Great study skills matter now more than ever - here is our advice!
Like many other things, completing your degree is all about how you play the game. People who excel in school might often attribute their success to their study habits. As a result, the key to achieving great success during exam season is to study smarter rather than harder.
- Do you ever feel that your study methods aren't up to par?
- Do you ever wonder what you could be doing to improve your grades and test scores?
- Do you find yourself distracted - or procrastinating more than usual?
Many students learn that their study habits from high school are ineffective in university. This is understandable, given how different the two are. Professors are less directly involved, classrooms are larger, tests are more valuable, reading is more intense, and classes are far more demanding. That doesn't mean something is wrong with you; it simply means you need to improve your study skills.
Fortunately for you, we’ve been in your shoes - and we know what it takes to succeed. All you really need is a strategy, a team backing you - and of course, a few well-timed breaks.
1. Categorise your information
According to Ed Brandt, Director of Operations, setting up a system, or a method for your studies can be one of the most effective tools you possess! If you find yourself feeling overwhelmed at the amount of information that you need to retain VS. the time you have left to learn - then simply categorising your priorities into these 3 sections can have huge benefits.
- What do you know?
This is the information that you already know quite well - and you really just need to briefly refresh, or revise your knowledge.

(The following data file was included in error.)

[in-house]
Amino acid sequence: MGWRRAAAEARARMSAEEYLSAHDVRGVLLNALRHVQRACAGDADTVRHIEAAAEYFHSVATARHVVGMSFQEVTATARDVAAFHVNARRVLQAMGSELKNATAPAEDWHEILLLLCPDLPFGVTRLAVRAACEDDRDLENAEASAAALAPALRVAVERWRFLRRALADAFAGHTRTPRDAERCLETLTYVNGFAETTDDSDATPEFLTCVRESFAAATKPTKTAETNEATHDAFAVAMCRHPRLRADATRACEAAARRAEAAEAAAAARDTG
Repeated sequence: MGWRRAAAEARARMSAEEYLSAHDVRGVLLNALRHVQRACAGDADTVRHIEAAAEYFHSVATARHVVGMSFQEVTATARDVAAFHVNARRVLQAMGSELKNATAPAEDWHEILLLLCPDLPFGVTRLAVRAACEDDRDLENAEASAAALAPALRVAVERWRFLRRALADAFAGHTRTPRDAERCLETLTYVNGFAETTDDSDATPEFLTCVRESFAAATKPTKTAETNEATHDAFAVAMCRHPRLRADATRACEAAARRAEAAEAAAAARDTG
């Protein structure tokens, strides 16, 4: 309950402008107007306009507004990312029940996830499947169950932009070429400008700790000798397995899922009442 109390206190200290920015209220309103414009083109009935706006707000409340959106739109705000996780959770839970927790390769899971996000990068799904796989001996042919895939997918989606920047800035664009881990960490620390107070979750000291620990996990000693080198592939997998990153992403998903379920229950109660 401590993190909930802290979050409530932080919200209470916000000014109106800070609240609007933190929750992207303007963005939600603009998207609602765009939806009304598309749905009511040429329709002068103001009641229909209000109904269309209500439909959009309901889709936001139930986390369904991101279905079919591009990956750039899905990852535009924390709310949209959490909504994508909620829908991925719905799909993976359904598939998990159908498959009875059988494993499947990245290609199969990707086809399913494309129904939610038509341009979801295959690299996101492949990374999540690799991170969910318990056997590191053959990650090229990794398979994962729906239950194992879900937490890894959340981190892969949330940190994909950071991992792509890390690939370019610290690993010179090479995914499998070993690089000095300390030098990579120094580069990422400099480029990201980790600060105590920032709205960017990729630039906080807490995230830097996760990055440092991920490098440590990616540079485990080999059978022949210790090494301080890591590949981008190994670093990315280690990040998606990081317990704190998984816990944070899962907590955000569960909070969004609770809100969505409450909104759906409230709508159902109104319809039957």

- What should you know?
This is the information that’s within reach - the ‘oh it’s on the tip of my tongue’ knowledge. This should take no more than 40% of your time, and it’s crucial that you give it the attention that it deserves.
- What could you know?
This is the information that makes sense to you when you read it, but you’re not quite sure how to put it into practice. This category should account for 60% of your of your time.
2. The power of taking notes
Ryan Hannan, Director of Studies says that one of the most overlooked - and yet most valuable strategies is to simply make your own notes. When it comes to retaining a lot of knowledge, we've found that writing it down is one of the most effective methods we've observed when working with students.
Take brief or bulleted notes to help you remember key points. Doing this means that you’re programming your brain to pay attention to the important information that you’re hearing, or reading. It's simpler to absorb your notes when you relive the full conversation in your thoughts. As you go over the facts that can be valuable during testing, you tend to remember more.
3. Teach someone else
David Ford, teacher, recalls teaching a student who used her stuffed animal collection as a learning opportunity! Teaching someone (or something) else is the most effective approach to acquiring and retaining information. Set up a specific period of time to study without interruptions and learn everything you can in that time with the purpose of explaining it to someone else.